Shocking statistics

Catholic Herald [London, England]

February 21, 2022

By David Quinn

An extraordinary claim appeared in a column by Matthew Syed in the Sunday Times yesterday, namely that up to a million Italian children have been abused by Italian priests since 1950. No-one can fail to have been shocked by such a figure, but from where does it originate? The answer is that it comes from a member of ‘The Abuse Network’ which is calling on the Church in Italy to investigate clerical sex abuse as has happened recently in France and Germany. Speaking to The Times, Francesco Zanardi (pictured above), himself an abuse victim and member of ‘The Abuse Network’, said: “I believe the number of victims could be as high as a million here”.

But what does he base that figure on? What he has done is extrapolate from a number that appears in the recent French report that was commissioned by the French hierarchy.

Based on a survey, that investigation estimated that from 1950 to the present day, about 5.5 million French people have been victims of sex abuse as children, and around 216,000 of these were abused by priests.

Zanardi says that Italy has two and a half times as many priests as France (52,000 vs 20,000) and therefore Italian clergy may have abused up to one million children.

But if we accept his formula, we arrive at a figure of 540,000, because two and a half times 216,000 is 540,000, not a million.

If that smaller figure is more accurate (we can’t assume it is), it’s still horrifying, but half Zanardi’s estimate, which Syed obviously takes at face value.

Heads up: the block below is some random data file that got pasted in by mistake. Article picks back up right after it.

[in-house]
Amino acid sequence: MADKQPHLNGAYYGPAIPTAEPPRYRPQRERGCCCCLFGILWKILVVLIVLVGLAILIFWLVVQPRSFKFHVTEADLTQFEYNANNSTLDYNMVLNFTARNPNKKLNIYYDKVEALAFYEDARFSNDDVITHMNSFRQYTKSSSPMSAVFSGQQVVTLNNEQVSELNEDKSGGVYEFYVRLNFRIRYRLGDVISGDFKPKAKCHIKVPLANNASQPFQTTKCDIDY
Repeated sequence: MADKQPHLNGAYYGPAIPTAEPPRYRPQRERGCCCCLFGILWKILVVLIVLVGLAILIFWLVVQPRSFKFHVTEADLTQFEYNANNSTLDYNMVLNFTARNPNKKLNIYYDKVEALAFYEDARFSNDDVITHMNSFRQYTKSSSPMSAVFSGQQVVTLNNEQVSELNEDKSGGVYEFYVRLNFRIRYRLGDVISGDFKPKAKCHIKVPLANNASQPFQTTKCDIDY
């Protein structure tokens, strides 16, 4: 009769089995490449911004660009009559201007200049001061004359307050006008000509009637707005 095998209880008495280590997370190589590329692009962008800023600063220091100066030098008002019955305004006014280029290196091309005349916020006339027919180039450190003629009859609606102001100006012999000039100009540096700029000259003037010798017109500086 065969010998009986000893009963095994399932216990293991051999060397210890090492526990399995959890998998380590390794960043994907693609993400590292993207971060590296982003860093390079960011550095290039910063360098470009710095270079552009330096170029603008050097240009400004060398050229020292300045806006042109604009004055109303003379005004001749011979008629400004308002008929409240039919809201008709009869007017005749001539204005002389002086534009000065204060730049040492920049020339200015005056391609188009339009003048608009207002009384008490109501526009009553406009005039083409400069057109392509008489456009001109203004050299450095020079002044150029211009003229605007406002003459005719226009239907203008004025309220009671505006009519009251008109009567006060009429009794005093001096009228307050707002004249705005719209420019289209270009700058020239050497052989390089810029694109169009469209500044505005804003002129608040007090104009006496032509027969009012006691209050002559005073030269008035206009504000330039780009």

This may seem like hair-splitting, but it does matter. When we estimate the number of people who are victims of crime in any given period, it is important to be as accurate as possible, or we might as well pluck figures out of thin air.

Syed takes Zanardi’s estimate (which he wrongly attributes to the Vatican’s Fr Hans Zollner) and then launches into a broad-ranging attack on institutional religion in general, and the Catholic Church in particular.

He allows that the Church has done good things and that there are many good priests and laypeople.

Nonetheless, he argues that the good provides a cover for the bad and concludes that the Catholic Church is both a “benign organisation” and a “criminal racket”.

That is a whopping claim, on a par with the estimate of one million victims of Italian priests. There is a big and qualitative difference between saying something has criminal members and calling it a “criminal racket”, which suggests it is set up to deliberately commit crimes.

On the basis of Syed’s logic, the scouting movement is also a “criminal racket” because it has claimed so many abuse victims. Would it be reasonable to say that the good the scouting movement has done really amounted to a cover for all the bad things?

For that matter, we could extend Syed’s argument to Britain as a country because so many crimes have been committed in the name of Britain and the Empire down the centuries. Maybe Britain itself is both a benign country and a criminal racket?

Perhaps Syed would say that this is indeed the case, but I doubt if, on this basis, he would want Britain to cease to exist. I have the impression, however, that he would prefer if the Catholic Church disappeared because he singles it out. I hope I am wrong. He can always make clear to his readers if that is what he wants.